I talked last week about acid reflux, and the medications that are often used to control it.
There’s an interesting new piece of research just out.
Hay fever season is almost upon us.
In just a short time, my beloved husband has gone from someone who hasn’t had a day’s sickness for many, many years, didn’t go to the doctors’ unless there was no alternative and wouldn’t even take headache tablets unless absolutely necessary, to someone who now takes eight tablets a day and will have to do so for the rest of his life.
A useful tool in social work (and indeed in life) is to be able to hold an assortment of different versions of reality in your head at the same time. And that is what is going on here in New Normal land at the moment.
A few weeks ago I wrote about how transplanting bacteria from a healthy person’s gut to someone suffering from irritable bowel or other digestive problems can dramatically improve their health.
Two of my patients went to see their GPs last week, one for back pain and one for digestive problems. Both were sent away with prescriptions for antidepressants.
So this is the new way to live forever, according to the latest guidelines.
It’s a thing we all worry about these days, as we get older, and it’s now overtaken heart attacks as a major cause of death in the UK.
Yes, it’s that time of year again. Though of course, people are less likely to need aphrodisiacs in spring, when the sap is rising and – as the joke goes – ‘young men’s fancy turns to what young women have been thinking of all year’.
No, it’s not about drinking two litres of water every day; I hope that myth has now been thoroughly busted.
For a lot of people, the first step into herbal medicine is when they get fed up with HRT or antidepressants or whatever, and try to find something in the herb world that will do the job without the side-effects.
Starting to feel the cold? Now is the time when the lovely warming spices come into their own: ginger, cinnamon, cloves, allspice.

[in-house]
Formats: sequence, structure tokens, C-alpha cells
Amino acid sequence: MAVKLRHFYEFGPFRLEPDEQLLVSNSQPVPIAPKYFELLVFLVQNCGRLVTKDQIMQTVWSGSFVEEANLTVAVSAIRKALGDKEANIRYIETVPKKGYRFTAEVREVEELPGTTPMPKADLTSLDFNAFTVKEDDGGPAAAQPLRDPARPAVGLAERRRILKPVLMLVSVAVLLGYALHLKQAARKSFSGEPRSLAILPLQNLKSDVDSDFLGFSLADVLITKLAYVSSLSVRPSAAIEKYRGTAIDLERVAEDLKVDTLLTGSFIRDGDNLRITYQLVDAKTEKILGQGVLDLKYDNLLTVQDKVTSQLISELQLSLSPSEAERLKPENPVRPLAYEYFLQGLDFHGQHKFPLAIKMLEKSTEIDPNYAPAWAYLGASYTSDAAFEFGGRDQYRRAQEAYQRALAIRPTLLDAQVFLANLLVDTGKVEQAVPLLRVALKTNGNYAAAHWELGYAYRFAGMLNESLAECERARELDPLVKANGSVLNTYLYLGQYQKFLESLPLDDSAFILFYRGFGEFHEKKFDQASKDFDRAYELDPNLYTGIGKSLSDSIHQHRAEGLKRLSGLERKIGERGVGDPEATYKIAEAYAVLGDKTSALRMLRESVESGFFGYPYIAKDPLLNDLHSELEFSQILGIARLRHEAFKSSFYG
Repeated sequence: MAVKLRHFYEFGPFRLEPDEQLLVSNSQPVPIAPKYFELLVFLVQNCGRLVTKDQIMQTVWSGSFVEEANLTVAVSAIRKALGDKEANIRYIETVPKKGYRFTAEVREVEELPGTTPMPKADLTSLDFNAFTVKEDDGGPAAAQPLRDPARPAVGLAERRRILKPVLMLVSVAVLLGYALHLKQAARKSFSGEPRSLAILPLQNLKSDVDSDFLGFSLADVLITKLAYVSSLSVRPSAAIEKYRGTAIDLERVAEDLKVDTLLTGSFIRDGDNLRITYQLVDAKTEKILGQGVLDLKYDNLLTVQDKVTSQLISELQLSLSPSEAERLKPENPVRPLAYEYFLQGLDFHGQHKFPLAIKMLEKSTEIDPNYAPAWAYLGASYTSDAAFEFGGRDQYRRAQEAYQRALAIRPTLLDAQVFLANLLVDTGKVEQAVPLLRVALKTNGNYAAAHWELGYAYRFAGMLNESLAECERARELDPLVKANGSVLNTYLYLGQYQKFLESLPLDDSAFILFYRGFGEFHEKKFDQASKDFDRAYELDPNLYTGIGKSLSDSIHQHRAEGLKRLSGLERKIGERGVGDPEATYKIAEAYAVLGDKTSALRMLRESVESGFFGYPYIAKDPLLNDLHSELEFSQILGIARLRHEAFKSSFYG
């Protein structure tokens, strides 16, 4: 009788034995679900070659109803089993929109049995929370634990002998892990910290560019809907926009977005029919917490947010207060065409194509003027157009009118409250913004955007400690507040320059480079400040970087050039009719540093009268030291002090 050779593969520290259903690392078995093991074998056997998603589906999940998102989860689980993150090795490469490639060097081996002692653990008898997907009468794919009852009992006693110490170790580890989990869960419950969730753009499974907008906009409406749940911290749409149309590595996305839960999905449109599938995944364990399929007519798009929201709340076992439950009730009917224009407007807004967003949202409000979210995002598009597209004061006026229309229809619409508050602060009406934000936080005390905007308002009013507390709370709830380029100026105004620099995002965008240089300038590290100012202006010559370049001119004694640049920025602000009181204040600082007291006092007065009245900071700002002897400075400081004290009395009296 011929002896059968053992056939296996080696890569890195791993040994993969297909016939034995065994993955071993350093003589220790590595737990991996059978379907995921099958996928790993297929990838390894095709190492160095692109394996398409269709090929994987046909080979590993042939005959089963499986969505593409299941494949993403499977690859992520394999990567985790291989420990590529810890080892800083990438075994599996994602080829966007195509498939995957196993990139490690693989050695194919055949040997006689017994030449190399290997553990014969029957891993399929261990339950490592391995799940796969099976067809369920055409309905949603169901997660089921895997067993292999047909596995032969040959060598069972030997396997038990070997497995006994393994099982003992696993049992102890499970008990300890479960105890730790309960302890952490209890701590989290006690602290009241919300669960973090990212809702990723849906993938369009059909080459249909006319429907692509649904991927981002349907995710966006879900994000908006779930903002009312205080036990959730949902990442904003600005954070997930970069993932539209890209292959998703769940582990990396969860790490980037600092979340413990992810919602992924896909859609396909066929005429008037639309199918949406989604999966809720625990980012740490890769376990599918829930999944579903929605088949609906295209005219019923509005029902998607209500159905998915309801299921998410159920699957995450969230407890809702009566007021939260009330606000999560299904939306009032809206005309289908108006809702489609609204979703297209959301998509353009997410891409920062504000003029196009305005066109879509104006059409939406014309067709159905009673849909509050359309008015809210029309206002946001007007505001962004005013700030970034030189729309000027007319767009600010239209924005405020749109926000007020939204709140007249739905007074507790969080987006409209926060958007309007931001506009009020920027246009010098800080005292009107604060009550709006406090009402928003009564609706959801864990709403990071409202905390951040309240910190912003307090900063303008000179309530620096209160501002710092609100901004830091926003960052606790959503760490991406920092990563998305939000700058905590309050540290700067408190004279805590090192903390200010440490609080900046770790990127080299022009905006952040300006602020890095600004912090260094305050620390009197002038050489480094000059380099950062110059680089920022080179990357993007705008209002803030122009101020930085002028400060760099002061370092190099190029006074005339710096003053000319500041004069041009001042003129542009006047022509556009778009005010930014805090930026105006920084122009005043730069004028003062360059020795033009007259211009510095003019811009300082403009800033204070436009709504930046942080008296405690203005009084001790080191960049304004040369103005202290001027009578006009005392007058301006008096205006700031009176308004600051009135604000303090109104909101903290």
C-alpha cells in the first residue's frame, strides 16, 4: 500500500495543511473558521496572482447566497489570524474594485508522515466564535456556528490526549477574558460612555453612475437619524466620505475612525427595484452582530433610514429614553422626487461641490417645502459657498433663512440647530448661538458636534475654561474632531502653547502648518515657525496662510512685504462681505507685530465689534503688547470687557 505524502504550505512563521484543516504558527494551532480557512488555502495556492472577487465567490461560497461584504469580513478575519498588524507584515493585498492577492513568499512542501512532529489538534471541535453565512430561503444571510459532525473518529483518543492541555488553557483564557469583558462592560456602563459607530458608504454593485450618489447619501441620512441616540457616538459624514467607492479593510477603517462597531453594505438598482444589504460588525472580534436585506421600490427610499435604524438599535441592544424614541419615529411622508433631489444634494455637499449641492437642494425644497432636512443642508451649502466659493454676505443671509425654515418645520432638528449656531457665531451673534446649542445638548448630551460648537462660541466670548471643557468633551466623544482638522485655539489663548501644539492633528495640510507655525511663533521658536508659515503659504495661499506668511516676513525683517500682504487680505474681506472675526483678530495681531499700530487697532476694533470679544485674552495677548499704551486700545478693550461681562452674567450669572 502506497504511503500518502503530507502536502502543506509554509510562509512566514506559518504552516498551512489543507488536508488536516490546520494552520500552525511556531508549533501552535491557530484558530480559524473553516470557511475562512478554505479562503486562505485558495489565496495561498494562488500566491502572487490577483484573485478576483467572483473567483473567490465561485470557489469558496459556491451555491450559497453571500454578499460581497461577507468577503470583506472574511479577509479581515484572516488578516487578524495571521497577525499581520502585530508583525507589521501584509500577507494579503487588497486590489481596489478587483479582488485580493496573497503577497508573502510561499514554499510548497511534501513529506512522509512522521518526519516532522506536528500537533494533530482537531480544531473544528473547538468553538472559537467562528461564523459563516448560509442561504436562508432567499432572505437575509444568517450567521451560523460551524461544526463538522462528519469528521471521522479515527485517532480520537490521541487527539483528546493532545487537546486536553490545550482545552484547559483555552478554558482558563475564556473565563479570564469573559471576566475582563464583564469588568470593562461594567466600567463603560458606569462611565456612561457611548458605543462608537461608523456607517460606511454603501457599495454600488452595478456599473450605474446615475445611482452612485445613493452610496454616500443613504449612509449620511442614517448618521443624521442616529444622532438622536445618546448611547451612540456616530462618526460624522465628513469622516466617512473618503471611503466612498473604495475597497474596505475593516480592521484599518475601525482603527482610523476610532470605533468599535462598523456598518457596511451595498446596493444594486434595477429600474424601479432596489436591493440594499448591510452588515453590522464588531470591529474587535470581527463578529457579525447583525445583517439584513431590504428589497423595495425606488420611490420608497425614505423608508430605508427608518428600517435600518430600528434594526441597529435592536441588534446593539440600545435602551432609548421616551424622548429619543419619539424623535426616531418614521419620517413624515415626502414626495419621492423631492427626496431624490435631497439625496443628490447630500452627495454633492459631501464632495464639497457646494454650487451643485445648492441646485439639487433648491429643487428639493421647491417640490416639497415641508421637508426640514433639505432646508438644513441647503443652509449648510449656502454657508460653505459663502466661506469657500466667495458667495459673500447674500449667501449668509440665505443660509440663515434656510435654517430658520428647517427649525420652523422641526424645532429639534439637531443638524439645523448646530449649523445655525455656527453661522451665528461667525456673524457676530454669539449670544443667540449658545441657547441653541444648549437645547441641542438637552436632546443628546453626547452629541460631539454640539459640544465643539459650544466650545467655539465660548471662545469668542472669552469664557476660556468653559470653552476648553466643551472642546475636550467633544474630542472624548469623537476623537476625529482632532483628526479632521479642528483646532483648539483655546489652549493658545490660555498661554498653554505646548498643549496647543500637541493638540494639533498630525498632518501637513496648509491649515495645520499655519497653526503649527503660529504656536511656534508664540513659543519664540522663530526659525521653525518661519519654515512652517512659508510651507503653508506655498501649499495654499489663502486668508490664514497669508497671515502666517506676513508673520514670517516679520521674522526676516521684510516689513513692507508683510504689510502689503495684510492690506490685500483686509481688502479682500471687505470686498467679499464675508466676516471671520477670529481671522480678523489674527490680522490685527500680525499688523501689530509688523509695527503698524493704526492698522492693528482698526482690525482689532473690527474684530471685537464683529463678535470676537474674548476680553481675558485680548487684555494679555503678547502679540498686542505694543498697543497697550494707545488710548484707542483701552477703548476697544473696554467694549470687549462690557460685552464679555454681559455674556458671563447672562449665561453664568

Hippocras: the clue is in the name. It’s basically mulled wine, but the quantities of spices that go into it are enough to give it real medicinal qualities.
In social work we used to do '6-month Reviews' where we cast our eyes back at where we had come from and where we seemed to have landed up. (Other definitions are available!)
Of course, it comes around every year, but the cycle of feasting followed by ‘detox’, or insane overconsumption of rich foods and then complete abstinence, just when you need some solid sustenance to get you through the winter, is neither good for man nor beast.
You could not make it up. Already I was writing the headline. 'Cancer victim in midst of chemotherapy served eviction notice two weeks before Christmas.'
0800: Wake up and realise that I am half blind. Put on specs. Now only quarter blind. Right eye is glued shut and red and puffy and dribbly. Yeugh.
Armour on, weapons primed, bullets at the ready, let battle commence, because cancer is aggressive and sometimes deadly and there is a fight to be fought.
The NHS designated 14th-20th November as National Self-Care Week.
Och, and it was all going so well! Three chemo sessions called FEC successfully under my belt, some tiredness, temporary steroid-based insomnia, but only in the few days after each treatment.
I’m looking out at Exeter Cathedral Green on a fine autumn day.
‘Coffee gives you heart attacks, but tea makes you live forever’ ‘Caffeine is addictive and leads to nervous exhaustion’ ‘I’m useless without my two cups in the morning’ …and so on and so forth.
Chemotherapy and good side effects are not usually discussed in the same sentence but one unexpected outcome of an elephantine infusion of toxic and unpronounceable drugs has been that after fifteen years without it I have regained my sense of smell!
'Grief! Why are people baking bloody Victoria Sponges and cupcakes to pay for a MacMillan nurse? Aaaargh!
If you’re making jack-o-lanterns for Hallowe’en this year, you’ll end up with a lot of pumpkin flesh and seeds.
If the seeds are the part of the plant you’re interested in, it’s best to harvest them when they are fully ripe – any time from early autumn until the first frosts.
HAIR. My hair was fuzzy black when I was born and stuck upwards like a bush-baby.
Mushrooms are springing up in every woodland in Britain right now.
There’s a gorgeous display of hawthorn berries in the hedgerows lately; a heart-lifting sight as we move towards winter.
I am waiting for my chemotherapy to start. There are five more sleeps until Friday.
Has anybody been watching ‘The Doctor who gave up Drugs’?